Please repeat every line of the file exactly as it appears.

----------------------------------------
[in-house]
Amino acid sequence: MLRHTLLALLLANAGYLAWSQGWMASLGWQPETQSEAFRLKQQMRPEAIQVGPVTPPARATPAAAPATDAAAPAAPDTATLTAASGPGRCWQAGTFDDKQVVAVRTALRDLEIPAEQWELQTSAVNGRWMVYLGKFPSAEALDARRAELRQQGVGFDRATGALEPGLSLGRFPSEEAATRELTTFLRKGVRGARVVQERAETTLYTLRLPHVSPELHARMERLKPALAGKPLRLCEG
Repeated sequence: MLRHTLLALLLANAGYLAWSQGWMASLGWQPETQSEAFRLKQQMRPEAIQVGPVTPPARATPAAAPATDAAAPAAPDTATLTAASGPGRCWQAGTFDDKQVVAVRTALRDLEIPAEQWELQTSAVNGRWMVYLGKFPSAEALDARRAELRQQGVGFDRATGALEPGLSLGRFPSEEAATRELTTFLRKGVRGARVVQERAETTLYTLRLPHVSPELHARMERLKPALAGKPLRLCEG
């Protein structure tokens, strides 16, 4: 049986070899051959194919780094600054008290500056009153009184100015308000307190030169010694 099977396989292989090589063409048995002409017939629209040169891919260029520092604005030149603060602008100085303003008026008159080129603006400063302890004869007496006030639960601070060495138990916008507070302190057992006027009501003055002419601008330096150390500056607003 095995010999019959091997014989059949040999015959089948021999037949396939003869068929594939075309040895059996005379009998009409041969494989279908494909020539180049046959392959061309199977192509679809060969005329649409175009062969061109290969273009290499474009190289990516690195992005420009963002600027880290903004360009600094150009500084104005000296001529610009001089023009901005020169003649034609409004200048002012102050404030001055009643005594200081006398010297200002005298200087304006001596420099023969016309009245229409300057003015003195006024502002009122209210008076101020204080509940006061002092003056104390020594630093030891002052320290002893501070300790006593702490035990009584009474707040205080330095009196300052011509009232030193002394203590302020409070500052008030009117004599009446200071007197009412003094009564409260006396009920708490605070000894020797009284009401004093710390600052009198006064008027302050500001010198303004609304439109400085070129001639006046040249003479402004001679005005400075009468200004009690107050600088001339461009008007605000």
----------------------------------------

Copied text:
[in-house]
Amino acid sequence: MLRHTLLALLLANAGYLAWSQGWMASLGWQPETQSEAFRLKQQMRPEAIQVGPVTPPARATPAAAPATDAAAPAAPDTATLTAASGPGRCWQAGTFDDKQVVAVRTALRDLEIPAEQWELQTSAVNGRWMVYLGKFPSAEALDARRAELRQQGVGFDRATGALEPGLSLGRFPSEEAATRELTTFLRKGVRGARVVQERAETTLYTLRLPHVSPELHARMERLKPALAGKPLRLCEG
Repeated sequence: MLRHTLLALLLANAGYLAWSQGWMASLGWQPETQSEAFRLKQQMRPEAIQVGPVTPPARATPAAAPATDAAAPAAPDTATLTAASGPGRCWQAGTFDDKQVVAVRTALRDLEIPAEQWELQTSAVNGRWMVYLGKFPSAEALDARRAELRQQGVGFDRATGALEPGLSLGRFPSEEAATRELTTFLRKGVRGARVVQERAETTLYTLRLPHVSPELHARMERLKPALAGKPLRLCEG
């Protein structure tokens, strides 16, 4: 049986070899051959194919780094600054008290500056009153009184100015308000307190030169010694 099977396989292989090589063409048995002409017939629209040169891919260029520092604005030149603060602008100085303003008026008159080129603006400063302890004869007496006030639960601070060495138990916008507070302190057992006027009501003055002419601008330096150390500056607003 095995010999019959091997014989059949040999015959089948021999037949396939003869068929594939075309040895059996005379009998009409041969494989279908494909020539180049046959392959061309199977192509679809060969005329649409175009062969061109290969273009290499474009190289990516690195992005420009963002600027880290903004360009600094150009500084104005000296001529610009001089023009901005020169003649034609409004200048002012102050404030001055009643005594200081006398010297200002005298200087304006001596420099023969016309009245229409300057003015003195006024502002009122209210008076101020204080509940006061002092003056104390020594630093030891002052320290002893501070300790006593702490035990009584009474707040205080330095009196300052011509009232030193002394203590302020409070500052008030009117004599009446200071007197009412003094009564409260006396009920708490605070000894020797009284009401004093710390600052009198006064008027302050500001010198303004609304439109400085070129001639006046040249003479402004001679005005400075009468200004009690107050600088001339461009008007605000």